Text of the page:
Reps in the News: Outgoing Governor Walker Quiet After Election

Governor Scott Walker

Where is Gov. Walker? The governor hasn’t been seen publicly since before the election was called. Walker narrowly lost the election last week to State Superintendent Tony Evers by little more than one percent of the vote. Wisconsin’s First Lady Tonette Walker was in Kimberly on Monday. When asked about what’s next for her husband, who’s been in elected office since 1993, she said, “The Walkers are going to be fine. You’re going to hear from us soon. We’re just figuring it all out just like anyone who has to make a big move or big change. Do you want to know exactly where he is? His father died 30 days ago, and he has not had much time to spend with his mother.” Shortly after that, Walker tweeted a message out on his personal Twitter account, saying, “Plenty to do to move my mother into her new place. Glad I’m able to help along with my brother and the rest of our families.”



Congressman Mike Gallagher

“I am honored that the people of Northeast Wisconsin have once again entrusted me with the duty of representing them in Congress. As I return to Capitol Hill, I will always remember that I work for all of you – the ‎732,402 people who live, work, and raise their families here in Northeast Wisconsin. In my second term, I will continue working as hard as humanly possible every single day to fix problems on your behalf. I commend my opponent Beau Liegeois for stepping up to engage in the political process, and I wish him well in the future. But now it is time to roll up my sleeves and get back to work as your Congressman. Semper Fi.”

Source:  Gallagher press release


Senator Tammy Baldwin

Sen. Baldwin and Sen. Jerry Moran (R-Kansas) introduced bipartisan legislation to expand chiropractic health services for military retirees and members of the National Guard and Reserve. The Chiropractic Health Parity for Military Beneficiaries Act would require TRICARE to cover chiropractic services for all military service members, both active and retired, and non-activated reservists. Currently, health care programs through the U.S. Department of Defense, including TRICARE, do not cover chiropractic care for military retirees and non-activated reservists. Baldwin’s bill continues her bipartisan efforts to address the opioid epidemic by expanding access to complementary and integrative health services, which includes chiropractic care, for members of the military and veteran communities to treat chronic pain.

“I’ve heard from Wisconsin veterans who are in desperate need of chiropractic health services so they can access non-opioid pain management care and live healthier lives,” Baldwin said. “My bipartisan legislation with Senator Moran would make sure these individuals can get the health care benefits they’ve earned and deserve.”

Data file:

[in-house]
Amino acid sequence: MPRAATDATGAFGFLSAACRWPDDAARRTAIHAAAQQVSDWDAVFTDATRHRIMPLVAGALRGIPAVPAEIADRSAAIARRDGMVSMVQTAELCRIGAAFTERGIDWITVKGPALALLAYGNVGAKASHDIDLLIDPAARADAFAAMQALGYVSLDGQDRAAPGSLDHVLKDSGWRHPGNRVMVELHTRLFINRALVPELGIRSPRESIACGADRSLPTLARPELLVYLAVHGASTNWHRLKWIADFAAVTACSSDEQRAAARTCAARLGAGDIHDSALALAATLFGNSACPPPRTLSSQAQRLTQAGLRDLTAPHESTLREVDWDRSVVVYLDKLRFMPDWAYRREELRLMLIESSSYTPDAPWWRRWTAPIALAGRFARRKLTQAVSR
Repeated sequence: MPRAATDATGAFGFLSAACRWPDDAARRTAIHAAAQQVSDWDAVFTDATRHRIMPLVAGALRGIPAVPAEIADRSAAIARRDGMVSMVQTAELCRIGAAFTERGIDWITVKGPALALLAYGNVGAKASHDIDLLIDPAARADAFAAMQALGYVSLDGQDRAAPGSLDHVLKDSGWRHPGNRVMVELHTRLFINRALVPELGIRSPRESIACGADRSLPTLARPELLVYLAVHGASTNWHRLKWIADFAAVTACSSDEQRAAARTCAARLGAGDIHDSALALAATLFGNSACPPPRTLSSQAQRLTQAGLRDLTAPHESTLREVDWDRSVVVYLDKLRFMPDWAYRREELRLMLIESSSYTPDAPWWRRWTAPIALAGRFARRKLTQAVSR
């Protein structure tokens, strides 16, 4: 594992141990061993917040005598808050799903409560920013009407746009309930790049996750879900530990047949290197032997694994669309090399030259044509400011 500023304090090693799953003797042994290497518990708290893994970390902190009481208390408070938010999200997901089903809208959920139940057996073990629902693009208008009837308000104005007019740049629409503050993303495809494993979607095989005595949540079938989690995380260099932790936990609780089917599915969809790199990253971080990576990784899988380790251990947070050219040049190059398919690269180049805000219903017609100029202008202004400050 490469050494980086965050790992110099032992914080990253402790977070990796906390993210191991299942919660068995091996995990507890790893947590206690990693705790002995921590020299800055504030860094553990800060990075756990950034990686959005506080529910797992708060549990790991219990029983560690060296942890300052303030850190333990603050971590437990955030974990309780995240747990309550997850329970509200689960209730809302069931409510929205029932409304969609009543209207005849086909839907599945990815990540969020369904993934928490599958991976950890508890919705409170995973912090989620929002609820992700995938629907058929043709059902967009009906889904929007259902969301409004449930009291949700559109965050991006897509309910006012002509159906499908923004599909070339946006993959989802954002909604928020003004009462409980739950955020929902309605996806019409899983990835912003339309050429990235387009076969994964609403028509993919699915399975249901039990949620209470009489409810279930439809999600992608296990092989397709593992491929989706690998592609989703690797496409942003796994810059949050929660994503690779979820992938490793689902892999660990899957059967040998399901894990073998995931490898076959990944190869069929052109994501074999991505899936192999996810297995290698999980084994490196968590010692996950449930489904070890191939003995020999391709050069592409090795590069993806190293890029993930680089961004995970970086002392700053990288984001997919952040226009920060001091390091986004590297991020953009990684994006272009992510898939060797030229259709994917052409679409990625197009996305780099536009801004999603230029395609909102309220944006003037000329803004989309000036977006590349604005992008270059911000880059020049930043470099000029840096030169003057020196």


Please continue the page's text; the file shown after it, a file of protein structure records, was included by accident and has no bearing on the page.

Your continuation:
Source:  Baldwin press release


Senator Ron Johnson

The United States must solve its illegal immigration problems before it can address an intensifying shortage of workers with more immigrants, Sen. Johnson, who oversees border issues as chair of the Senate’s Homeland Security committee, told an audience at the Federal Reserve Bank of Minneapolis on Tuesday. Johnson said he knows the economic health of the U.S. is threatened without more people coming in. But at a conference focused on the role of immigration in the Midwestern and U.S. economies, Johnson spent much of his keynote address focused on illegal immigration. “Until we fix [illegal immigration], we’re not going to be able to get to the economic thing we have to fix,” Johnson said. “I’m just pointing out the political reality.”



President Donald Trump

In one week, President Trump has transformed from a nonstop campaign-rally machine to a nearly invisible figure communicating mostly by tweet. Trump returned late Sunday from a 43-hour trip to Paris, where he sat out some big events and clashed with allies, and on Monday he ended his public day at 10:03 am, skipping the Veterans Day trip to Arlington National Cemetery every president since at least John F. Kennedy has made to lay a ceremonial wreath. On Tuesday, Trump’s only public appearance was a brief showing at a Diwali ceremony, and he had Secretary of State Mike Pompeo meet with visiting King Abdullah II of Jordan. Trump sent Vice President Mike Pence to the Asia-Pacific Economic Conference (APEC) summit typically attended by presidents, potentially offending Asian leaders; canceled a trip to Colombia; and opted not to visit the U.S. troops he sent to the U.S.-Mexico border to protect a “caravan” he seems to have forgotten about. Maybe Trump is just tired, but White House officials and Trump allies say he’s in a particularly sour mood amid a string of late Democratic victories in areas where he campaigned, looming investigations by House Democrats, expected indictments from Special Counsel Robert Mueller, and bad press from his France trip.

“Trump has retreated into a cocoon of bitterness and resentment,” the Los Angeles Times reports, citing multiple administration sources. “Behind the scenes, they say, the president has lashed out at several aides,” sketching “a picture of a brooding president ‘trying to decide who to blame’ for Republicans’ election losses, even as he publicly and implausibly continues to claim victory.”


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